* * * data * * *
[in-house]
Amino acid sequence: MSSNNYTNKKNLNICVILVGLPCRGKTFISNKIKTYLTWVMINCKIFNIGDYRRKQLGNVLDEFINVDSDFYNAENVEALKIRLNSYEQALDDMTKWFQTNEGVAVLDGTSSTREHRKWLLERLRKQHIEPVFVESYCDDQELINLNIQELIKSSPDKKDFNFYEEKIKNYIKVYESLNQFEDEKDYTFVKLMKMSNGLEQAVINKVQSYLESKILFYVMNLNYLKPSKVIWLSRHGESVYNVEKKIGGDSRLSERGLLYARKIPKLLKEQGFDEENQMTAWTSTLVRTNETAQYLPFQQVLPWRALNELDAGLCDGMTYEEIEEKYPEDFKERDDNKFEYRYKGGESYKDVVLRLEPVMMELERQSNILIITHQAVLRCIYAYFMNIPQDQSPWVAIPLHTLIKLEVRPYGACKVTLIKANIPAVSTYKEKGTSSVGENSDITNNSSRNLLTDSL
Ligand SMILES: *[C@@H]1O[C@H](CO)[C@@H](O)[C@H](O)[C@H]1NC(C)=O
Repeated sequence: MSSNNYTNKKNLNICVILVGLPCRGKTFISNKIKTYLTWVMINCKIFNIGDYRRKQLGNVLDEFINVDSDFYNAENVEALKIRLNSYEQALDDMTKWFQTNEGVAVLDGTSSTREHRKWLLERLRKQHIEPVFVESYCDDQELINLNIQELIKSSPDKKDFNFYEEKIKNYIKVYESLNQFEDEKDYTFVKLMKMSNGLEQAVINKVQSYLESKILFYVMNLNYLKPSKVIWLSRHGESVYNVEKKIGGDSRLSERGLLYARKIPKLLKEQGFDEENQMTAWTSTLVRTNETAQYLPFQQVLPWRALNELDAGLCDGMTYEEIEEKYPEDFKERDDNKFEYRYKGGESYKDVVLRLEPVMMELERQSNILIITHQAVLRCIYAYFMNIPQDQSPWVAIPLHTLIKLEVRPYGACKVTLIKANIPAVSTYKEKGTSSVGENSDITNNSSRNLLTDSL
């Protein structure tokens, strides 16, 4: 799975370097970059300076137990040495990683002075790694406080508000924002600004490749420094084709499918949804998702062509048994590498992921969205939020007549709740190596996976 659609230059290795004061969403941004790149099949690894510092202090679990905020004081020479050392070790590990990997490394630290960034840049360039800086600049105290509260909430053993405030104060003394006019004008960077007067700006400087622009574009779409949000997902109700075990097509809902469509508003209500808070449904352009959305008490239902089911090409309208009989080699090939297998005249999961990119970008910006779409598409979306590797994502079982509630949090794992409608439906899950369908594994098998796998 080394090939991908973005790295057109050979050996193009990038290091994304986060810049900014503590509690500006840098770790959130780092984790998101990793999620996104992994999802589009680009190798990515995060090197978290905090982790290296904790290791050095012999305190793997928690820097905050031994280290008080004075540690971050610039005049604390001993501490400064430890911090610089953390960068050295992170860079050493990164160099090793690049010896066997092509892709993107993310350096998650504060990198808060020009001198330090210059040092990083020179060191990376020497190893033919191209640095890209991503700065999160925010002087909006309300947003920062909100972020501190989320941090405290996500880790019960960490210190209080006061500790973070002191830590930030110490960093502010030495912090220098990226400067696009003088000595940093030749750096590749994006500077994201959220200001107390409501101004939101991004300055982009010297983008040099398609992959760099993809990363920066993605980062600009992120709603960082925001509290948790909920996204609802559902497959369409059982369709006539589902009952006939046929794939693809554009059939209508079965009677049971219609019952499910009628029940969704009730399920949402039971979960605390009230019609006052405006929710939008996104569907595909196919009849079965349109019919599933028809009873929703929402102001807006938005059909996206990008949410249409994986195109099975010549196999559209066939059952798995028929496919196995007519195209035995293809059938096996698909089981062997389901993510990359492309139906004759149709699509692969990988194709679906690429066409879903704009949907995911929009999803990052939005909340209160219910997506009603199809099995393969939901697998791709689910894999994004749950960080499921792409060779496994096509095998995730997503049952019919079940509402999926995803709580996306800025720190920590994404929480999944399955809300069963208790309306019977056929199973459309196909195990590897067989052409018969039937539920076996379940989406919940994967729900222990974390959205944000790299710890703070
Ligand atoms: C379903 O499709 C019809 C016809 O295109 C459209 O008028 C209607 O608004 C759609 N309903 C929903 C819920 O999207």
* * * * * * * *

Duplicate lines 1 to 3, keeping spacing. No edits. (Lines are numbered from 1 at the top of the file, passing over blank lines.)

[in-house]
Amino acid sequence: MSSNNYTNKKNLNICVILVGLPCRGKTFISNKIKTYLTWVMINCKIFNIGDYRRKQLGNVLDEFINVDSDFYNAENVEALKIRLNSYEQALDDMTKWFQTNEGVAVLDGTSSTREHRKWLLERLRKQHIEPVFVESYCDDQELINLNIQELIKSSPDKKDFNFYEEKIKNYIKVYESLNQFEDEKDYTFVKLMKMSNGLEQAVINKVQSYLESKILFYVMNLNYLKPSKVIWLSRHGESVYNVEKKIGGDSRLSERGLLYARKIPKLLKEQGFDEENQMTAWTSTLVRTNETAQYLPFQQVLPWRALNELDAGLCDGMTYEEIEEKYPEDFKERDDNKFEYRYKGGESYKDVVLRLEPVMMELERQSNILIITHQAVLRCIYAYFMNIPQDQSPWVAIPLHTLIKLEVRPYGACKVTLIKANIPAVSTYKEKGTSSVGENSDITNNSSRNLLTDSL
Ligand SMILES: *[C@@H]1O[C@H](CO)[C@@H](O)[C@H](O)[C@H]1NC(C)=O